Dutch salvor Smit Salvage has been enlisted to help refloat the grounded containership that has blocked the Suez Canal since Tuesday.
Martijn Schuttevaer, spokesman for Dutch marine services company and Smit parent company Boskalis, told Reuters late on Wednesday that it had dispatched a 10-strong team to assist with the operation.
Shipping agencies that handle canal transits reported the salvage operation that saw dredgers and tugs dispatched to the 20,388-teu Ever Given (built 2018) were suspended overnight but are set to resume on Thursday morning.
Earlier reports on Wednesday that the grounded vessel has been partially refloated and had been moored alongside the canal bank proved premature.
On Thursday morning the ship remained wedged across the southern section of the canal with tugs belonging to the Suez Canal Authority and Svitzer still in attendance.
Norwegian canal transit specialist Leth Agencies reported via Twitter late on Wednesday night that the plan for Thursday included moving the two vessels that were immediately behind the Ever Given out of the canal and back to the Suez anchorage to make room for tugs to refloat the stranded ship and tow it back to Suez.
These ships, the 6,200-teu containership Maersk Denver (built 2007) and 63,000-dwt bulker Asia Ruby III (built 2014), were moored alongside the canal bank after the Ever Given blocked their path.
The Shoei Kisen-owned Ever Given has protection and indemnity coverage from the UK P&I Club, while its hull and machinery is insured in the Japanese market, insurance sources told Reuters on Wednesday.
The claims total in the millions of dollars even if the ship is refloated quickly as Shoei Kisen and its insurers could face claims from the Suez Canal Authority for loss of revenue and from other ships whose passage has been disrupted, they said.
There could also be claims for damage to the canal itself.
The UK P&I Club will be required to cover all third-party risks for damage caused to cargo during transit, risks of environmental damage and injuries.
So far, there have been no reports of pollution, injuries, or damage to the Ever Given’s cargo.
The cost of the salvage operation is borne by the hull and machinery insurer.
The bulk of those insurance claims would then likely be reinsured through a programme run by the wider International Group of P&I Clubs, said David Smith, head of marine at insurance broker McGill and Partners.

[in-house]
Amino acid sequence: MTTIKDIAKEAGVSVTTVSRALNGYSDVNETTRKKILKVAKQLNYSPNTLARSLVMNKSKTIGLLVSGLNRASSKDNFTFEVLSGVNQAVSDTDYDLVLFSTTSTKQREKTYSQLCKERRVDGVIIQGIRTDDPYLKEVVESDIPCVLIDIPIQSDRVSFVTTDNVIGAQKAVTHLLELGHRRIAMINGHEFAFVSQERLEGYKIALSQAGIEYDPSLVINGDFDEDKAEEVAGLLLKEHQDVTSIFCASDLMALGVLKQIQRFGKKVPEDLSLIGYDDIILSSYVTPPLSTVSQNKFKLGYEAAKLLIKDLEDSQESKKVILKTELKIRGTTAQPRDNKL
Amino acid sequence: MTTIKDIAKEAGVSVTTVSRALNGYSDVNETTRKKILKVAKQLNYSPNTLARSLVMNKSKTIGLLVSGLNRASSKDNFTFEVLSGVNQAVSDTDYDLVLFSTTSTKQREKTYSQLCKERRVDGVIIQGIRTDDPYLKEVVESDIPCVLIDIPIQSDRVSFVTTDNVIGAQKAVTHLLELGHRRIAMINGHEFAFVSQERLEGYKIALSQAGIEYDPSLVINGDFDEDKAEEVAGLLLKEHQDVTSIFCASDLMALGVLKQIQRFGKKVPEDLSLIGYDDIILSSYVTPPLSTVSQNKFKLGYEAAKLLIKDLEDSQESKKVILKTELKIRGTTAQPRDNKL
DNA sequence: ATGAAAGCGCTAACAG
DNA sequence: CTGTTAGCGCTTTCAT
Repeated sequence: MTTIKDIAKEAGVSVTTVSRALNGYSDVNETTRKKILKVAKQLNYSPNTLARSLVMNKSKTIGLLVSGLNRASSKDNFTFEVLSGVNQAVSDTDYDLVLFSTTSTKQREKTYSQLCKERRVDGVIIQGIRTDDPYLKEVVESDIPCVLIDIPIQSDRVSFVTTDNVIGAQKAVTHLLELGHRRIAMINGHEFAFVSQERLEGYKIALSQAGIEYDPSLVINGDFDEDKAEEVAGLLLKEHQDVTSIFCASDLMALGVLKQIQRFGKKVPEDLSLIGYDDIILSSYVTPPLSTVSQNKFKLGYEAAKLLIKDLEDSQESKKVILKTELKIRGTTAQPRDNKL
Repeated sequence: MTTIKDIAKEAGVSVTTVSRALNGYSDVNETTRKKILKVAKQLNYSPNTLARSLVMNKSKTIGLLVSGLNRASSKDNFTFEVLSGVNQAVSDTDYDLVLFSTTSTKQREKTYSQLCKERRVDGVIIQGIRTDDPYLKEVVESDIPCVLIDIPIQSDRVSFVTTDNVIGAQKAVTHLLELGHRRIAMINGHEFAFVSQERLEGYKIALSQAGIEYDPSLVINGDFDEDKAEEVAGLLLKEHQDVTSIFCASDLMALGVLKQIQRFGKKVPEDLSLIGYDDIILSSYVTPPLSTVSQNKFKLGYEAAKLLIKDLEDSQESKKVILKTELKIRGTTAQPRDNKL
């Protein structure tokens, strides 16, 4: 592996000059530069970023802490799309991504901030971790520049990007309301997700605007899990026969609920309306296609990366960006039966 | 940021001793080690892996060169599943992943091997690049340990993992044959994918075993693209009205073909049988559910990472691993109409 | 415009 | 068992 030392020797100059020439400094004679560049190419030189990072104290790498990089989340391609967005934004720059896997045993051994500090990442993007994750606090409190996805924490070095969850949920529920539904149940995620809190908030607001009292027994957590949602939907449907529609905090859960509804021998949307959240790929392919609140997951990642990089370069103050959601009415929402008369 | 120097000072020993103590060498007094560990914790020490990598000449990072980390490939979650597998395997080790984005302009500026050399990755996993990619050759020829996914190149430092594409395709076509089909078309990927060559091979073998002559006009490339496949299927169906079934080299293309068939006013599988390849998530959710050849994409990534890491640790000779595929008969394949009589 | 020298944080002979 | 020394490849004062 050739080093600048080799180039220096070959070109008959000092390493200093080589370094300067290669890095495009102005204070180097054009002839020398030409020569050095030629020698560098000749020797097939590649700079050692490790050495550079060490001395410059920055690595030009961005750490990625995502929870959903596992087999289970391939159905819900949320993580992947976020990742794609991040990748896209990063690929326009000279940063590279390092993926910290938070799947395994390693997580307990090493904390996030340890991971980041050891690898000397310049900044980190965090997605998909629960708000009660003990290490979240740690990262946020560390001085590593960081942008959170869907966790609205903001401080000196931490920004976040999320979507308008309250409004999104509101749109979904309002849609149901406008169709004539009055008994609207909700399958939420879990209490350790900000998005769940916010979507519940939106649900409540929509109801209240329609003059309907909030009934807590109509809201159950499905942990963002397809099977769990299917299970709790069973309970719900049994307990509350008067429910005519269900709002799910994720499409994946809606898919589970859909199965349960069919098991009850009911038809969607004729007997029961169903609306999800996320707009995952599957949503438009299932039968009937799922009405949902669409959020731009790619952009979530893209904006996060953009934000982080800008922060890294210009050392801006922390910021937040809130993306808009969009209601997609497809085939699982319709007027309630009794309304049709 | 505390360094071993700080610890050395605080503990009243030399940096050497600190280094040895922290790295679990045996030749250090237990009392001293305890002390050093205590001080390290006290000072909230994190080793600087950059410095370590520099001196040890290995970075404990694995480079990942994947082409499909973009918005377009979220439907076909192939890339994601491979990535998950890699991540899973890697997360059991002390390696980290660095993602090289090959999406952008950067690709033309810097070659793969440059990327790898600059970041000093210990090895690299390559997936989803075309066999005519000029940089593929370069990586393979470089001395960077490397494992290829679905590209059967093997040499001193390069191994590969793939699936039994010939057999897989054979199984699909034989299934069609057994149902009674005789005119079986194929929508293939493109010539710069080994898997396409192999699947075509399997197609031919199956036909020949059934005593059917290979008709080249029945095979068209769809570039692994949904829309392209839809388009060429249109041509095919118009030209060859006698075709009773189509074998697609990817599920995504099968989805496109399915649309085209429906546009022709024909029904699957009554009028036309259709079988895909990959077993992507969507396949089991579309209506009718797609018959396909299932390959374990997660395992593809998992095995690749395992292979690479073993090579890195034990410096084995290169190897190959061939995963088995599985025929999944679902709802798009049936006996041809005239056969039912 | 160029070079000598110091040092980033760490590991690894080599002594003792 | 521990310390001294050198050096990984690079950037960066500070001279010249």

With an average of 50 or so vessels transiting the Suez Canal every day, its closure following Tuesday’s grounding has led to a large and growing backlog of ships.
The result has been a temporary standstill the busiest Asia to Europe trade route.
Leth Agencies reported on Thursday morning that 71 vessels were at Suez Anchorage awaiting a northbound transit.
A further 79 vessels were awaiting a southbound transit, of which 34 were anchored at Great Bitter Lake and 45 at Port Said’s outer anchorage.
This volume of shipping continued to grow steadily as more vessels arrived at the anchorages.
Depending on when the canal can open, some analyst predict it might take up to a week for the backlog to clear.
TradeWinds reported on Wednesday that analysts expected the disruption to boost freight rates and create security risks.
Industry experts forecasted that the spectacle would provide a short-term boost to container rates, while tanker and bulker owners could also benefit.
Figures from Kepler Cheuvreux revealed 27% of the global container trade utilised the Suez Canal last year.
“Given the already stretched supply situation for the container fleet, this closure of the canal is likely to have an upward effect on container freight rates, already close to all-time-high levels,” the financial services provider said.
Greg Knowler, senior European editor at JOC by IHS Markit, said that the blockage came at “a particularly unhelpful time” with the Asia-Europe supply chain stretched to the limit.
Vortexa’s senior freight analyst, Arthur Richier, said tanker owners and charterers faced the tough choice of staying put until traffic resumes or sailing around the Cape of Good Hope.
“If it clears quickly, the risk of impact may be minimal, but every passing hour will support oil prices as well as freight rates,” Richier said.
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